Raise your voice

Memphis, what do you want in your next school superintendent?

PHOTO: Kyle Kurlick for Chalkbeat

Tennessee’s largest school district needs a permanent leader. What kind of superintendent do you think Shelby County Schools should be looking for?

Now is the chance to raise your voice. The school board is in the thick of finalizing a national search and is taking bids from search firms. Board members say they want a leader to replace former superintendent Dorsey Hopson in place within 18 months. They have also said they want community input in the process, though board members haven’t specified what that will look like. In the interim, career Memphis educator Joris Ray is at the helm.

Let us know what you think is most important in the next superintendent.  Select responses will be published.

state of the state

Whitmer: Michigan needs ‘bold’ changes to fix schools — not just more money

Gov. Gretchen Whitmer delivers her first State of the State address on Tuesday, Feb. 12, 2019.

Michigan’s new governor called for “bold” changes to the way schools are funded — though she’s not saying what those changes could be.

Gov. Gretchen Whitmer, a Democrat who took office last month, devoted a large part of her first State of the State Address on Tuesday night decrying a “crisis” in education defined by alarming declines in childhood literacy.

Those declines can’t be blamed on students or schools, she said.

“Our students are not broken,” she said. “Our teachers are not broken. Our system has been broken … And greater investment alone won’t be enough.”

Whitmer offered no specifics about the reform she wants to see, but said she didn’t think incremental changes would be enough to fix Michigan schools.

“Phony fixes won’t solve the problems,” she said.

“A government that doesn’t work today can’t get the job done for tomorrow,” she said. “That ends now. As a state, we must make the bold choice so we can build a stronger Michigan.”

Whitmer is expected to propose her first state budget next month. She said that budget will “give our frontline educators the tools they need to address the literacy crisis.”

Her comments come amid a growing chorus from education and business leaders across the state who have called for funding schools differently, giving schools more money for students who cost more to educate, such as those who are learning English or living in poverty. That would be a departure from Michigan’s current system of giving schools largely the same amount per student, regardless of that student’s needs or background.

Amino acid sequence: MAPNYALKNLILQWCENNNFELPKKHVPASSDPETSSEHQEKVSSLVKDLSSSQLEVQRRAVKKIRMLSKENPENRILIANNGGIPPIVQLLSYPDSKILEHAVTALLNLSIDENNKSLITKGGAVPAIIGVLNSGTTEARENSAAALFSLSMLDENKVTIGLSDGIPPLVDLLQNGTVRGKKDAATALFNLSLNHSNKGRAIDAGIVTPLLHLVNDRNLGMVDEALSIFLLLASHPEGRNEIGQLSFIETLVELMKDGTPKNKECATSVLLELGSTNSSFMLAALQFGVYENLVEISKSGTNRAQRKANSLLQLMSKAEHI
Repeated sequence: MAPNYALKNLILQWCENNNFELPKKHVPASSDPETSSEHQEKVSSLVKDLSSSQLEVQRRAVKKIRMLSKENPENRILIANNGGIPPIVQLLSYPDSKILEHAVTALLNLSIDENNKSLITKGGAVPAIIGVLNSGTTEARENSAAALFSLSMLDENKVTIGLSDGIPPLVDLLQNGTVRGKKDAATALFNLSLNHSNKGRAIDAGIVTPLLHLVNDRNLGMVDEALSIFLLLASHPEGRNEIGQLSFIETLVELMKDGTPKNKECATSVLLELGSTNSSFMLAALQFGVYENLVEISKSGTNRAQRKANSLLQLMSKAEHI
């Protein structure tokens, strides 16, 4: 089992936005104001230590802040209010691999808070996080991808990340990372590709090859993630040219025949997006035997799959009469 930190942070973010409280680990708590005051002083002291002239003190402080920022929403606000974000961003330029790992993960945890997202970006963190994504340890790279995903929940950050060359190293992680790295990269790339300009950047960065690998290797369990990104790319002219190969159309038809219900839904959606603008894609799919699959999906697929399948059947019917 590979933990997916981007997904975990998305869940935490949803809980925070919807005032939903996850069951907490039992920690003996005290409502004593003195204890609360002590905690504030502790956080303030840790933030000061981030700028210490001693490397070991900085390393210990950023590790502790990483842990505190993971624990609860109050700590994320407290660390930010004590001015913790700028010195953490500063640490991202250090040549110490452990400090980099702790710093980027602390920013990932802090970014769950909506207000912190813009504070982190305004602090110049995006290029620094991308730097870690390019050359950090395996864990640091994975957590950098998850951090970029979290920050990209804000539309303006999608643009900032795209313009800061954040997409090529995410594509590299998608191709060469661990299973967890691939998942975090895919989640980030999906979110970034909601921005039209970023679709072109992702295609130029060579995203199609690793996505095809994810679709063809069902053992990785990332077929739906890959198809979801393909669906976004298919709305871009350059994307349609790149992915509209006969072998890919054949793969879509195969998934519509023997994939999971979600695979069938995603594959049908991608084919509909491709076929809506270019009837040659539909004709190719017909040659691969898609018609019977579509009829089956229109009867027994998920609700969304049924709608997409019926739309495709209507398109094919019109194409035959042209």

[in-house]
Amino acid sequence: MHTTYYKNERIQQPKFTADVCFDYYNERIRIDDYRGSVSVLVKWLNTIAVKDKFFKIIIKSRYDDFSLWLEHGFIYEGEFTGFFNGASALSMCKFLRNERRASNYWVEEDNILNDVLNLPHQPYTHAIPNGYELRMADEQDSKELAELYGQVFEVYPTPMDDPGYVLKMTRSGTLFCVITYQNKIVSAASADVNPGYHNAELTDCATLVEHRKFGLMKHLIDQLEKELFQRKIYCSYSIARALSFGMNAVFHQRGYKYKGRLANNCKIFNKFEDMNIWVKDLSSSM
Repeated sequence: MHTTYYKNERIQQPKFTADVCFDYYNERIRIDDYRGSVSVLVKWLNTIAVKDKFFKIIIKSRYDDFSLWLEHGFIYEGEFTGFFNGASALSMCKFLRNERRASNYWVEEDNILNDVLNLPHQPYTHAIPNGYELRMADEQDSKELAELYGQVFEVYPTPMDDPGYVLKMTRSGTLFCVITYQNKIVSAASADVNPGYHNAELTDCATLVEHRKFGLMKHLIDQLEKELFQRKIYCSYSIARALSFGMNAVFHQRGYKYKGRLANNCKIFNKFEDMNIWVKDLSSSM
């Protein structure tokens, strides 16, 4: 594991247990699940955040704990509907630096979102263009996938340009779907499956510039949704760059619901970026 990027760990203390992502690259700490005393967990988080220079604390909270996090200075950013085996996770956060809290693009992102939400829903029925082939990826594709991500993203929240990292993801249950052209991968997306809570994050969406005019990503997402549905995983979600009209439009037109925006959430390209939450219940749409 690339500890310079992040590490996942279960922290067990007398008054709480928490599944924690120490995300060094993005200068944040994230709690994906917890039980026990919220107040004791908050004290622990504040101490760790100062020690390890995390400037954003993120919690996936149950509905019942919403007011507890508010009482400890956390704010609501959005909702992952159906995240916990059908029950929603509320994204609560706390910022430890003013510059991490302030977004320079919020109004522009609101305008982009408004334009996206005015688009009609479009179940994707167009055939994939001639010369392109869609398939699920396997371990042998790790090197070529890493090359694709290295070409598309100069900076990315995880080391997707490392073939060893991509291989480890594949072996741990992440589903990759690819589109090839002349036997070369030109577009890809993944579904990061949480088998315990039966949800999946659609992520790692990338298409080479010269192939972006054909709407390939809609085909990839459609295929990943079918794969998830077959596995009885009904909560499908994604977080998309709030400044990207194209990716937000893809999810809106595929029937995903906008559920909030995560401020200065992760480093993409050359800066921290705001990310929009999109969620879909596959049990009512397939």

A report from Michigan State University last month found that Michigan had seen the largest education funding decline in the nation since 2002 and currently has one of the nation’s lowest funding levels for students with disabilities.

Changing school funding could pose a challenge to a Democrat working with a Republican-controlled legislature.

Whitmer’s hourlong speech was greeted warmly by Democrats who cheered her policy proposals but drew less support from people across the aisle.

At one point, she seemed concerned that only Democrats stood to applaud a line about “generations of leadership” failing Michigan children.

“I know Republicans love education, don’t you?” she asked.  

Whitmer invited Marla Williams, who teaches special education at Detroit’s Davison Elementary School, to the speech. She praised her for “tireless” advocacy that includes visiting children when they’re sick and doing their laundry.

“That’s because she — like so many Michigan educators — knows teaching is more than a career. It’s a calling,” Whitmer said. “I want to send a message to all the devoted educators across Michigan: You’re not failing us. We have been failing you.”

Detroit teacher Marla Williams waves during Michigan Gov. Gretchen Whitmer’s State of the State address.

The only specific education policy proposals Whitmer offered in her speech involved helping high school graduates attain career certificates or college degrees.

She proposed a scholarship program called MI Opportunity Scholarship that would guarantee two years of debt-free community college to qualified high school graduates.

Whitmer said this would make Michigan the first midwestern state to guarantee community college to all residents, but the impact would be minimal in the 15 cities — including Detroit, Flint, Grand Rapids, and Kalamazoo — that already offer free community college through Promise scholarships.

Whitmer’s proposed scholarship would also provide two years of tuition assistance to students seeking four-year degrees at nonprofit colleges and universities. She said the option would be available to all Michigan students who graduate with a B average.

The Detroit Promise scholarship pays the four-year tuition for students who earn a 3.0 grade point average and score above a 21 on the ACT, or a 1060 on the SAT.

Whitmer’s scholarship proposal bears some similarities to a popular Michigan scholarship called the Michigan Merit Award that gave scholarships to students who earned high scores on a state exam. That program was cut from the state budget over a decade ago.